In Episode 3 of the podcast Sacred & Profane Love
, philosopher Jennifer A. Frey has a conversation with fellow philosopher Nancy Snow, about why she thinks we should be reading the poetry of Walt Whitman in our current political moment. We discuss Whitman’s, “Song of Myself” and “Democratic Vistas,” and how each of these works touches on the theme of hope as a democratic civic virtue. We also explore Whitman’s conviction that poetry can help build hope and help to shape the national character more generally.
Download Episode 3: “Walt Whitman on hope and national character”
Works under discussion in Episode 3:
Walt Whitman, “Song of Myself”
Walt Whitman, “Democratic Vistas“
Nancy Snow is Director of the Institute for the Study of Human Flourishing at University of Oklahoma and was a scholar with the project Virtue, Happiness, & the Meaning of Life. Read more here.
Jennifer A. Frey is Assistant Professor of Philosophy at the University of South Carolina. Prior to joining the philosophy faculty at USC, she was a Collegiate Assistant Professor of Humanities at the University of Chicago, where she was a member of the Society of Fellows in the Liberal Arts and an affiliated faculty in the philosophy department. She earned her PhD in philosophy at the University of Pittsburgh, and her B.A. in Philosophy and Medieval Studies (with Classics minor) at Indiana University-Bloomington. Her research lies at the intersection of philosophy of action and ethics, with a particular focus on the Aristotelian-Thomist tradition.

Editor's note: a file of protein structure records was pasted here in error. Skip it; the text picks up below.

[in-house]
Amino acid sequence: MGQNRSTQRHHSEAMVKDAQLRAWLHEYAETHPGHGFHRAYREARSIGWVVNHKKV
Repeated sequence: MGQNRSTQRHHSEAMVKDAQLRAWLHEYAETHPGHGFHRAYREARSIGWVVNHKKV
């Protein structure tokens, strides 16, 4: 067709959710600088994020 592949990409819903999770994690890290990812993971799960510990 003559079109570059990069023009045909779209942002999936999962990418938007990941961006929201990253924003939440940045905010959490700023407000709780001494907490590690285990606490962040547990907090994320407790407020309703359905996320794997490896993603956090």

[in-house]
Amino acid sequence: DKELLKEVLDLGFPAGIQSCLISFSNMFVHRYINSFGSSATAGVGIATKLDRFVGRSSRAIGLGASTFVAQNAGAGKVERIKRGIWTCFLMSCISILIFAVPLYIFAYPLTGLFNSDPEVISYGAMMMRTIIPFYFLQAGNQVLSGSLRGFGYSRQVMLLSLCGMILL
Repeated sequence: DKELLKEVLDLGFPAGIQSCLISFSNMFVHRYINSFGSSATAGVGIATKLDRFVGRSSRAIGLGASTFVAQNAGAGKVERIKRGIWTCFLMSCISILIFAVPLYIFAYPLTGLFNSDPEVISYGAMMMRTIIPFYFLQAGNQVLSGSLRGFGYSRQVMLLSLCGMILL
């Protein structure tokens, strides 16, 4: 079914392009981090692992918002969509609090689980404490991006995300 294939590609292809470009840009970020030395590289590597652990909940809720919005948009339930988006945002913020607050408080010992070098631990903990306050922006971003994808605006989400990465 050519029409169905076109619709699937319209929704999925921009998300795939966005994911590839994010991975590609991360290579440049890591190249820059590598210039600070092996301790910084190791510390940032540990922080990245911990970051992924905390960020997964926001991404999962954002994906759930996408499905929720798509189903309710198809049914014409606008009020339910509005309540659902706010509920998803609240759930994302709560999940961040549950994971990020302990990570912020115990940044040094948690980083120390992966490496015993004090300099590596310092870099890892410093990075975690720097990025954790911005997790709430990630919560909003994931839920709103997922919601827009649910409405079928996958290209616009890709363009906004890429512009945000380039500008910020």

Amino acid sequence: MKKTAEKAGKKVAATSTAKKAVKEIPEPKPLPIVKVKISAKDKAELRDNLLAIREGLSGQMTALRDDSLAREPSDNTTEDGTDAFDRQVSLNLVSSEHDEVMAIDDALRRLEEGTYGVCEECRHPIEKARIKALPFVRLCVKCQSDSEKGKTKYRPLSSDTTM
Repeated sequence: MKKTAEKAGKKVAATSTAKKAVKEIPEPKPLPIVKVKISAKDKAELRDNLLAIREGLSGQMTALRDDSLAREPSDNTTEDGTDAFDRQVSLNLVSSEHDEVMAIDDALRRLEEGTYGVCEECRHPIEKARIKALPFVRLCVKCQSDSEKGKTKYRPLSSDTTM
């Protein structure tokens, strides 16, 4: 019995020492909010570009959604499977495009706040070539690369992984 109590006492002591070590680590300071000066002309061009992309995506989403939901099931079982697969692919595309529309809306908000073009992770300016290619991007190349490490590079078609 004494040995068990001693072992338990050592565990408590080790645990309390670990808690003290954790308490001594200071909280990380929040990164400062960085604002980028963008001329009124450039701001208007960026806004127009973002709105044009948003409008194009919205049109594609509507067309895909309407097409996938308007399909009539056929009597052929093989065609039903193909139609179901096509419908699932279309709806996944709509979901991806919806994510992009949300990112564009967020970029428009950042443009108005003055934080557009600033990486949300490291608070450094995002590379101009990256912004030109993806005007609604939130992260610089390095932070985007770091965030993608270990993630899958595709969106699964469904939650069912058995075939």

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Sacred and Profane Love is a podcast in which philosophers, theologians, and literary critics discuss some of their favorite works of literature, and how these works have shaped their own ideas about love, happiness, and meaning in human life. Host Jennifer A. Frey is A Assistant Professor of Philosophy at the University of South Carolina and co-Principal Investigator at Virtue, Happiness, and the Meaning of Life.
This podcast is a project of Virtue, Happiness, & the Meaning of Life, and is made possible through a generous grant from the John Templeton Foundation.
Content copyright the University of South Carolina and the University of Chicago.
Music credits, “Help me Somebody,” by Brian Eno and David Byrne, licensed under CC BY-NC-SA 2.5.